Carlyle, Dickens, Social Reform

Thomas Carlyle was born on this day in 1795. Carlyle found fame through his three-volume The French Revolution, which united scholarship and literary style in such a compelling way that it inspired Charles Dickens to A Tale of Two Cities. Dickens went on to dedicate Hard Times to Carlyle, seeing in the great historian and essayist a like-minded spirit — a skeptic of headlong industrialization, a champion of social reform, a critic of those “Gradgrind” social scientists who argued only with facts and figures, or with “the dismal science” (Carlyle coined the term) of economics.

But that was midcentury; by the Reform Act of 1867, which gave the vote to many at the lower end of the class ladder, Carlyle had changed his direction and was well down the conservative path. In “Shooting Niagara — and After?” (1867), he predicts that English society, despite the “self-congratulation and flinging up of caps” over the reforms, is headed for the falls in three barrels. Barrel One is the contemporary concept of democracy:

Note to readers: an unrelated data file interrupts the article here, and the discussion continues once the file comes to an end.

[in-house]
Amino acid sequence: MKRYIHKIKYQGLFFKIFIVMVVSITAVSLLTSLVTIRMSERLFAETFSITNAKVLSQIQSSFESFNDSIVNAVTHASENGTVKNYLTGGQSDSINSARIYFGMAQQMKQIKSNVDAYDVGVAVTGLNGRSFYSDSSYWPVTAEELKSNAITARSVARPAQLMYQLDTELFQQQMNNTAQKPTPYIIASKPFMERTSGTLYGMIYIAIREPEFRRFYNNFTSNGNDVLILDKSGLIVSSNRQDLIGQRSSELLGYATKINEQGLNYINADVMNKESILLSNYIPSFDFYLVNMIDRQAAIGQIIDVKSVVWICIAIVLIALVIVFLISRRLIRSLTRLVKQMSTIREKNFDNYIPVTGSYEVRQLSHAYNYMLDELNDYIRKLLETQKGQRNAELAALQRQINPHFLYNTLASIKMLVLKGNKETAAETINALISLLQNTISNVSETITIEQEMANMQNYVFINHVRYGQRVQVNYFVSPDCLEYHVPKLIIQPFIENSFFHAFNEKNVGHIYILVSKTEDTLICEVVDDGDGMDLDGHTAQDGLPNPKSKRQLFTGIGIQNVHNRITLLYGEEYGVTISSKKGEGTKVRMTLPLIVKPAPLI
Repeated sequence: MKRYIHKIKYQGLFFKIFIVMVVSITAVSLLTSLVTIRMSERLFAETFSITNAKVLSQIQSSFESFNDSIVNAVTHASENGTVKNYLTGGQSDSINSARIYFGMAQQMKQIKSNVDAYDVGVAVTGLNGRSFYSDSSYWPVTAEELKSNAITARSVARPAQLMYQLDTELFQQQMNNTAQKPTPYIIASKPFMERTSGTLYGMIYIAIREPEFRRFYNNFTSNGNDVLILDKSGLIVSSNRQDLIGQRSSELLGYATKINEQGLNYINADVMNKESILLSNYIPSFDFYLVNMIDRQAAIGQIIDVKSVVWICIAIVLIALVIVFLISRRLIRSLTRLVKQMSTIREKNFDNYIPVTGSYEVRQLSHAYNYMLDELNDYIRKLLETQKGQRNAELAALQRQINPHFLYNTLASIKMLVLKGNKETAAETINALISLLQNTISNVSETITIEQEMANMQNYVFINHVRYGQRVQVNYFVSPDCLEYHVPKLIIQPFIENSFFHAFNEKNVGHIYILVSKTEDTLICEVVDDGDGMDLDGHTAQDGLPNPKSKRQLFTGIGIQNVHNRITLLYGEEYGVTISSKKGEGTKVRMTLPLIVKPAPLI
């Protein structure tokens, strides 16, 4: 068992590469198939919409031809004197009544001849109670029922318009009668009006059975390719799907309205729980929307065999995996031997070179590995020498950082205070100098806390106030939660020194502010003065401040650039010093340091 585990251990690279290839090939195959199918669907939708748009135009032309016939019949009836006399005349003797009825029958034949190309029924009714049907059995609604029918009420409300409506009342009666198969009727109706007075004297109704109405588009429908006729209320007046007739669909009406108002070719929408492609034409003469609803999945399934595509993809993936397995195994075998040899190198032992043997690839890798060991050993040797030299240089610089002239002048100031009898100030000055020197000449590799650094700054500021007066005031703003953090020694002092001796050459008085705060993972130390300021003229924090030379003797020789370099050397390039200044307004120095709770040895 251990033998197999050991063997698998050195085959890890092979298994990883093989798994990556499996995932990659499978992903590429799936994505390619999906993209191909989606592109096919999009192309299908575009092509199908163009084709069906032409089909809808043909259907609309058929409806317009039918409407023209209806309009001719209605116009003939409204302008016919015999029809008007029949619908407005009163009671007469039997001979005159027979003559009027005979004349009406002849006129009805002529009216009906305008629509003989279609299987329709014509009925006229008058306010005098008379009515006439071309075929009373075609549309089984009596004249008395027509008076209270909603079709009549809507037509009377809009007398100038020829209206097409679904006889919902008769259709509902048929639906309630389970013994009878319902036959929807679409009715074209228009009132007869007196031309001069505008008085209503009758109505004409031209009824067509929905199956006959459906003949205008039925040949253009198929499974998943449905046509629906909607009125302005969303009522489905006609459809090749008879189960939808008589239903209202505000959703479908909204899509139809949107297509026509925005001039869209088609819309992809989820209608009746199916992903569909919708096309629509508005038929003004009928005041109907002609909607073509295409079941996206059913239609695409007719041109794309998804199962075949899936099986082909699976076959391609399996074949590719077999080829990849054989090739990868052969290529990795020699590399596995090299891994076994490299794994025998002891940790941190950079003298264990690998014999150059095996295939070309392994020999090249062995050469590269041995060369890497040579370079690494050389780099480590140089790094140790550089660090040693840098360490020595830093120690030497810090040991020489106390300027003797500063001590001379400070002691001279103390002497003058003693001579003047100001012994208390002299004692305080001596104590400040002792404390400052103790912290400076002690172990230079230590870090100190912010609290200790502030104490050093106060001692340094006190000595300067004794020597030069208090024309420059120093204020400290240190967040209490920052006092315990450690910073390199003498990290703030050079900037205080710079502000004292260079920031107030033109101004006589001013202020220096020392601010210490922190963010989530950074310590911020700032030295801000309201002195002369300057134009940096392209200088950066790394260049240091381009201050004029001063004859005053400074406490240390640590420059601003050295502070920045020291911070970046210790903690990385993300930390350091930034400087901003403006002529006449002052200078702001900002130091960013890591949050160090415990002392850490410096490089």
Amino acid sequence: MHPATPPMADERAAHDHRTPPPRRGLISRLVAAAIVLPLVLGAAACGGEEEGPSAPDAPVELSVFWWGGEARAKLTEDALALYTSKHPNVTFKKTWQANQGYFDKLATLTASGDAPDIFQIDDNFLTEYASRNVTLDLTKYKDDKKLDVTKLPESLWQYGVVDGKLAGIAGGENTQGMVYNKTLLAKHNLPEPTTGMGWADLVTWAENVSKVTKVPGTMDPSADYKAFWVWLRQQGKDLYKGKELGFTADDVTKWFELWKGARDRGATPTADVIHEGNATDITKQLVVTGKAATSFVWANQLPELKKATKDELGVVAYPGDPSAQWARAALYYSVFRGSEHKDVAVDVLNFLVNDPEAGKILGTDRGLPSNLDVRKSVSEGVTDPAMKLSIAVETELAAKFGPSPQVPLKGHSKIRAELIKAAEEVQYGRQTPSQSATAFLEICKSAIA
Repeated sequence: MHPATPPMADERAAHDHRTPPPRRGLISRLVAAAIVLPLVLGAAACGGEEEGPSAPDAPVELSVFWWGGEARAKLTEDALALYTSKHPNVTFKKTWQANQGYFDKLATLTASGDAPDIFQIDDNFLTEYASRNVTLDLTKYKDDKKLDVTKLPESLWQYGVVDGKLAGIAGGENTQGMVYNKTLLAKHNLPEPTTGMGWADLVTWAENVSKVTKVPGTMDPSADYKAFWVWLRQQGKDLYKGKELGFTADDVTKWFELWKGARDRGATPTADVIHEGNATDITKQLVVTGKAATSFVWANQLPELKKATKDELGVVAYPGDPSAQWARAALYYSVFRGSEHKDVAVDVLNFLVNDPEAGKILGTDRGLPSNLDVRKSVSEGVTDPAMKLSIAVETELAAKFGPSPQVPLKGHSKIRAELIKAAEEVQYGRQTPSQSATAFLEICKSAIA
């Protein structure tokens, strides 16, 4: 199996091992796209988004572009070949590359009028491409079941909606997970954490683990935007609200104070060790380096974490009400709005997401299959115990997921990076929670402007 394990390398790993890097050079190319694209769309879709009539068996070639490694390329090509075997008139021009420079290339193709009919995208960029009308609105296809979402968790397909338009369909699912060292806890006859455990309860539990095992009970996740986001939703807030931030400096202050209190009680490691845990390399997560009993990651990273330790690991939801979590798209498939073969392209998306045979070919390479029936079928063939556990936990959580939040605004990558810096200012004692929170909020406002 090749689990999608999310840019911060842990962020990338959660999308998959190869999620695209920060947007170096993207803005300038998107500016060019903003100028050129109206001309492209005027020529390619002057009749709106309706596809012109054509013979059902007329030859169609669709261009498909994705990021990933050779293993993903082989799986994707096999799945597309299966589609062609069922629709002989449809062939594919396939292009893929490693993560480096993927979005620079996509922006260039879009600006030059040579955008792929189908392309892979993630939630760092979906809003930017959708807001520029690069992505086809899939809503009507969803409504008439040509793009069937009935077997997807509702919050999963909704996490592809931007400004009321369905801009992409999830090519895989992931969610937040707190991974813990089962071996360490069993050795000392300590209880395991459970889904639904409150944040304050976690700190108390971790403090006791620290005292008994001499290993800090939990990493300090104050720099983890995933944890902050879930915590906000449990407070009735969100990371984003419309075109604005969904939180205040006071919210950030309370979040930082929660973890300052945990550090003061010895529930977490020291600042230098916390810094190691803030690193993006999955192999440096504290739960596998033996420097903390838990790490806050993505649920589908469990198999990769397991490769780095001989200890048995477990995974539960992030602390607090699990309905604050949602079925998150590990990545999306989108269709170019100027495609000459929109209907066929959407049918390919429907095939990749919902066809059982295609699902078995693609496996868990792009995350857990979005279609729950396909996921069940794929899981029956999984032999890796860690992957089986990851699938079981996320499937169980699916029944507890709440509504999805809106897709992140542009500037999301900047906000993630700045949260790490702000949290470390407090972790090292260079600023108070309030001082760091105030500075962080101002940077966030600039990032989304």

Complete “liberty” to all persons; Count of Heads to be the Divine Court of Appeal on every question and interest of mankind; Count of Heads to choose a Parliament according to its own heart at last, and sit with Penny Newspapers zealously watching the same said Parliament, so chosen and so watched, to do what trifle of legislating and administering may still be needed in such an England, with its hundred and fifty millions “free” more and more to follow each his own nose, by way of guide-post in this intricate world.

Barrel Two is the watering-down of religion “into Liberty of Conscience, Progress of Opinion, Progress of Intellect, Philanthropic Movement, and other aqueous residues [which shall], like water spilt upon the ground, trouble nobody considerably thence forth, but evaporate at its leisure.” In the vacuum shall rise up Barrel Three, “Free Trade, in all senses, and to all lengths.” As Carlyle sees it, this will bring a free racing, “ere long with unlimited speed,” toward what is “Cheap and Nasty…not in shop- goods only, but in all things temporal, spiritual and eternal.”

Daybook is contributed by Steve King, who teaches in the English Department of Memorial University in St. John’s, Newfoundland. His literary daybook began as a radio series syndicated nationally in Canada. He can be found online at